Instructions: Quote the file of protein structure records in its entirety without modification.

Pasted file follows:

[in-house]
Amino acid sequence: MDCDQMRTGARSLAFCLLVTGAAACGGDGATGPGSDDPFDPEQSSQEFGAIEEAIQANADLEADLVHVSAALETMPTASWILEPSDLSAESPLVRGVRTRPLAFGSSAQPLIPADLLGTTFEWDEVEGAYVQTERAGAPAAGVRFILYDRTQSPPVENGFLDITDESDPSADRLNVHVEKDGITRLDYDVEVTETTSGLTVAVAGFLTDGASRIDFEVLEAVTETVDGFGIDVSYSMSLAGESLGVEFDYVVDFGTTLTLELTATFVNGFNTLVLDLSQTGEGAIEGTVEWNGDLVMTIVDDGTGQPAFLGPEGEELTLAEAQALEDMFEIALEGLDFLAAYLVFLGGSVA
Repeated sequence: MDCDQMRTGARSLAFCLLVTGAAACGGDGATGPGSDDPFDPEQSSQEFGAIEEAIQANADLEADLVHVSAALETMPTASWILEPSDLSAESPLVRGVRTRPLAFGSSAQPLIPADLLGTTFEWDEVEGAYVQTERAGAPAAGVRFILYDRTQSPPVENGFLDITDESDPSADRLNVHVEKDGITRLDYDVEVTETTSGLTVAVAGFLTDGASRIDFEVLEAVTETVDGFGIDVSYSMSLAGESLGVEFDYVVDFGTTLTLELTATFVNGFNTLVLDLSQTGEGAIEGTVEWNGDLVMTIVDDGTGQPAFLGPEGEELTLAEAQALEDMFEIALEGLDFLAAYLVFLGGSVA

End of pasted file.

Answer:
[in-house]
Amino acid sequence: MDCDQMRTGARSLAFCLLVTGAAACGGDGATGPGSDDPFDPEQSSQEFGAIEEAIQANADLEADLVHVSAALETMPTASWILEPSDLSAESPLVRGVRTRPLAFGSSAQPLIPADLLGTTFEWDEVEGAYVQTERAGAPAAGVRFILYDRTQSPPVENGFLDITDESDPSADRLNVHVEKDGITRLDYDVEVTETTSGLTVAVAGFLTDGASRIDFEVLEAVTETVDGFGIDVSYSMSLAGESLGVEFDYVVDFGTTLTLELTATFVNGFNTLVLDLSQTGEGAIEGTVEWNGDLVMTIVDDGTGQPAFLGPEGEELTLAEAQALEDMFEIALEGLDFLAAYLVFLGGSVA
Repeated sequence: MDCDQMRTGARSLAFCLLVTGAAACGGDGATGPGSDDPFDPEQSSQEFGAIEEAIQANADLEADLVHVSAALETMPTASWILEPSDLSAESPLVRGVRTRPLAFGSSAQPLIPADLLGTTFEWDEVEGAYVQTERAGAPAAGVRFILYDRTQSPPVENGFLDITDESDPSADRLNVHVEKDGITRLDYDVEVTETTSGLTVAVAGFLTDGASRIDFEVLEAVTETVDGFGIDVSYSMSLAGESLGVEFDYVVDFGTTLTLELTATFVNGFNTLVLDLSQTGEGAIEGTVEWNGDLVMTIVDDGTGQPAFLGPEGEELTLAEAQALEDMFEIALEGLDFLAAYLVFLGGSVA